A second key brief was filed by Arizona Attorney General Tom Horne, who was joined by attorneys general from 17 other states—Alaska, California, Colorado, Connecticut, Georgia, Idaho, Illinois, Maine, Michigan, Mississippi, Montana, New Mexico, New York, North Dakota, Oregon, Washington, and Wisconsin—and argued against interference in the relationship between states and tribes in matters regarding ICWA. The message of the brief is that "States and tribes have collaborated to ensure that the mandates and spirit of ICWA are fulfilled…. Early and complete compliance with ICWA ensures the security and stability of adoptive families as well as tribes and Indian families." And it is important to note that not one state submitted a brief in support of Adoptive Couple.

In another brief, 17 current and former members of Congress joined together to educate the Court about the circumstances and evidence that led to the enactment of ICWA in 1978. The members included nearly every Chair of the Senate Committee on Indian Affairs who reminded the Court that Congress has exclusive power to legislate with respect to Indian tribes:

"In 1978, Congress enacted ICWA in direct response to state adoption policies that were draining Indian tribes of their future citizens. Such practices threatened the very existence of Indian tribes. Without children to grow up as their citizens, tribes would be left with no one to speak their language, carry on their traditions and culture, or participate in their tribal governments…. Ultimately, any decision limiting Congress's authority to pass legislation like ICWA…would effectively preclude Congress from exercising its plenary authority in Indian affairs, and render Congress unable to fulfill its historic duties as trustee to the Indian tribes.

And in a brief of filed by the Casey Family Programs and 17 leading child welfare organizations, the Court was informed that ICWA represents the "best practices" for all child custody determinations:
"No one understands the human toll custody disputes can take more than amici, 18 child welfare organizations who have dedicated literally scores of years to the on-the-ground development and implementation of best practices and policies for child placement decision making. Amici have seen up close what works, and what does not. In amici's collective judgment, ICWA works very well and, in fact, is a model for child welfare and placement decision making that should be extended to all children. Much forward progress in the child welfare area would be damaged by rolling the law back.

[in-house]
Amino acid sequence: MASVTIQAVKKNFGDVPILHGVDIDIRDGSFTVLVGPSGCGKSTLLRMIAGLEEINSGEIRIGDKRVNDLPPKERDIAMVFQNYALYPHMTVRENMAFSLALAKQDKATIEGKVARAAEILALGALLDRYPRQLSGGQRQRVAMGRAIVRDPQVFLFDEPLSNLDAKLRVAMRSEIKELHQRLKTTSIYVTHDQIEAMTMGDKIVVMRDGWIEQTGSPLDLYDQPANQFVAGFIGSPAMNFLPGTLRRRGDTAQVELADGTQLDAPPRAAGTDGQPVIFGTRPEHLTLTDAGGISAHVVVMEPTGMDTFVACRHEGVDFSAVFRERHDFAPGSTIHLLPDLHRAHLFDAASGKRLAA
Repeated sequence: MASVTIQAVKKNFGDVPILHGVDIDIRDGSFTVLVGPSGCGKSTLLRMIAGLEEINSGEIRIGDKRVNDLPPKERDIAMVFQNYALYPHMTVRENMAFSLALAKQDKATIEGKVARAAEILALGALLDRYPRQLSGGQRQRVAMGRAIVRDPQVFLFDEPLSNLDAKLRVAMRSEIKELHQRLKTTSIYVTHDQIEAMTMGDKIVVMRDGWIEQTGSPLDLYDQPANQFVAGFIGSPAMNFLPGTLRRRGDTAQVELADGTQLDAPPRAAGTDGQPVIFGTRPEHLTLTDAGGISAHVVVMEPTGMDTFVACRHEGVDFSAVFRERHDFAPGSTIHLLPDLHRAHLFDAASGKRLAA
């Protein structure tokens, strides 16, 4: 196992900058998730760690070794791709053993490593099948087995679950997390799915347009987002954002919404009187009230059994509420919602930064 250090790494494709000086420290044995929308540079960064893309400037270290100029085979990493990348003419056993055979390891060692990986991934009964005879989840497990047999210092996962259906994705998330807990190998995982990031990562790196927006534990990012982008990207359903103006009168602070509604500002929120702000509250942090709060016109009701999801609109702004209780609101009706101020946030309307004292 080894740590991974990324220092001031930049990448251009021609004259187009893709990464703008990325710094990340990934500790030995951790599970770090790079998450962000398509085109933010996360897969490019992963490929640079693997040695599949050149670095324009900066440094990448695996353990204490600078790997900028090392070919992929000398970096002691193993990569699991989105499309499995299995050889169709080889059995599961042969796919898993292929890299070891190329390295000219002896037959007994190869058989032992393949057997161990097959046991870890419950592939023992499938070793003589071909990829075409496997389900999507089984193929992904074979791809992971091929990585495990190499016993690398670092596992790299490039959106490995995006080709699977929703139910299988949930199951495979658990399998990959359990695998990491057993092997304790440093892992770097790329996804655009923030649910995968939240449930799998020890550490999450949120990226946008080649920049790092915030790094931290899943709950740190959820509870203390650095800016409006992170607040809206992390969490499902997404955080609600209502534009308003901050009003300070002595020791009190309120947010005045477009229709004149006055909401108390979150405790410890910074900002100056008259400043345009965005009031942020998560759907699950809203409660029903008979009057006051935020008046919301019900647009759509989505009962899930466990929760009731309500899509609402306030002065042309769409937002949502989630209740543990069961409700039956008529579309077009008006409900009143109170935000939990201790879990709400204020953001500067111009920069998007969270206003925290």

To complement these and other powerful amicus briefs from non-Indian governments and organizations, two national tribal amicus briefs were submitted along with six state-specific tribal amicus briefs. The first national tribal amicus brief focused on the legislative history and importance of ICWA and was submitted on behalf of the Association on American Indian Affairs, the National Congress of American Indians and the National Indian Child Welfare Association, who were joined by 30 Indian tribes and five Indian organizations. The second national tribal amicus brief addressed the constitutional issues raised by the petitioners and also includes over 70 tribes from across the nation who filed individually or as members of regional tribal.

United States v. Samish Indian Nation (No. 11-1448) – On October 9, 2012, the Court issued an order granting the petition of the United States, vacating the judgment with respect to all matters relating to the Samish Tribe's Revenue Sharing Act claim and remanding the case to the U.S. Court of Appeals for the Federal Circuit with instructions to dismiss that claim as moot. This case arose from a series of suits brought by the Samish Tribe to obtain treaty rights and statutory benefits from the United States as a result of its efforts to be a "federally recognized" Indian tribe which began in 1972. The U.S. had sought review by the Court of a decision by the Federal Circuit which held that the Samish Tribe may pursue its claims for money damages under the State and Local Fiscal Assistance Act of 1972 (Revenue Sharing Act). The Federal Circuit had held that the Revenue Sharing Act is a "money mandating statute" and is not limited by operation of the Anti-Deficiency Act, 31 U.S.C.§ 1341.